5 Reasons to Include Emotional Wellness in Wellness Programs

Eating better, working out, getting more sleep … taking care of our physical self is relatively straightforward (even if it’s often easier said than done).

Achieving good emotional health may be a bit more complicated—but it’s just as important as achieving good physical health. And yet, emotional wellness often lands squarely on the back burner, particularly in the workplace. Why do so few people make their emotional health a priority?

Universal Wellness Programming: The Answer to U.S. Health Woes?

According to Michael O’Donnell, the CEO of the Art & Science of Health Promotion Institute, healthcare costs are spiraling out of control. So badly, in fact, that within the next 50 to 60 years, the United States Congressional Budget Office anticipates that spending on major healthcare programs will rise from 5.5 percent of GDP to almost 19 percent, leading to unprecedented levels of federal debt. And even with all this spending, we’re not getting any healthier.

 But it doesn’t have to be that way.

Quiz: Is Your Wellness Coaching Working for You?

Enlisting the services of a wellness coach can be a fantastic way to take your company’s wellness program to the next level.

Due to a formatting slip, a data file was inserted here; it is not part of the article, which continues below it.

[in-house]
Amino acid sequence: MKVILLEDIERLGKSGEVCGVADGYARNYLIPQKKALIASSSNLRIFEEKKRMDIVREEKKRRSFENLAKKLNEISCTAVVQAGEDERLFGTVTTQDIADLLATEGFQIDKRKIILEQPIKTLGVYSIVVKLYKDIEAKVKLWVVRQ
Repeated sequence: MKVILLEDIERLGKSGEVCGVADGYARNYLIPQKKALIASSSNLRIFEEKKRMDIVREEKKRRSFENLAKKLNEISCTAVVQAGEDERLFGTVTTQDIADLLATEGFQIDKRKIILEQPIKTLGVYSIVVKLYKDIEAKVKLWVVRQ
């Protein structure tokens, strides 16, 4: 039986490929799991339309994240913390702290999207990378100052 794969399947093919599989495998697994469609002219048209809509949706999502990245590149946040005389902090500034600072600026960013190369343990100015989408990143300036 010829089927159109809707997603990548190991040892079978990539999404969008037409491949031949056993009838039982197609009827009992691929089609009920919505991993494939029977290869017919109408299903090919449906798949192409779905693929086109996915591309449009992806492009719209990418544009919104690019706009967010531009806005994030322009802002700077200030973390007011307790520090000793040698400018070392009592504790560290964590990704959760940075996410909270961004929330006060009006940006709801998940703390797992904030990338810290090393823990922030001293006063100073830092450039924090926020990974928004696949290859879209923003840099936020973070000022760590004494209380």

But...not all coaching services are created equal. Maybe there are gaps in their offering, or their expertise, that are holding your wellness program back from its goals.

To help you find out if your coaching service is truly moving your results forward (and to learn what features may make all the difference), take our quick quiz. (To see your results, click the "View Accuracy" button that appears at the end of the quiz. Your answers, along with our feedback, will open in a new window.)

Encouraging Corporate Wellness in the Remote Workplace

A job with no commute? It’s a reality for an increasing number of people: 70 percent of professionals work remotely at least one day a week, while 53 percent work remotely at least half of the week.

Working remotely offers a lot of perks to employees and their employers. However, remote workers pose a unique challenge for wellness program administrators. How do you engage employees who aren’t physically present?

Just like company procedures and processes have had to adapt to the new reality of remote work, so does your wellness program.

Dealing with Reluctance: 7 Ways to Boost Wellness Program Participation Rates

For a wellness director, it can be frustrating to spend time and resources designing a wellness program, only to be met with a marked lack of enthusiasm. However, improving the wellness and productivity of employees is an important undertaking—one that companies almost universally embrace.

According to Willis Towers Watson’s Staying@Work report, “Nearly 90% of respondents say that improving workforce health and productivity is a core component of their organization’s overall health strategy, and nearly all (98%) said they’re committed to health and productivity improvement in the years ahead.”

So, why are some employees reluctant to participate in corporate wellness programs? And what can employers do to encourage all employees to engage?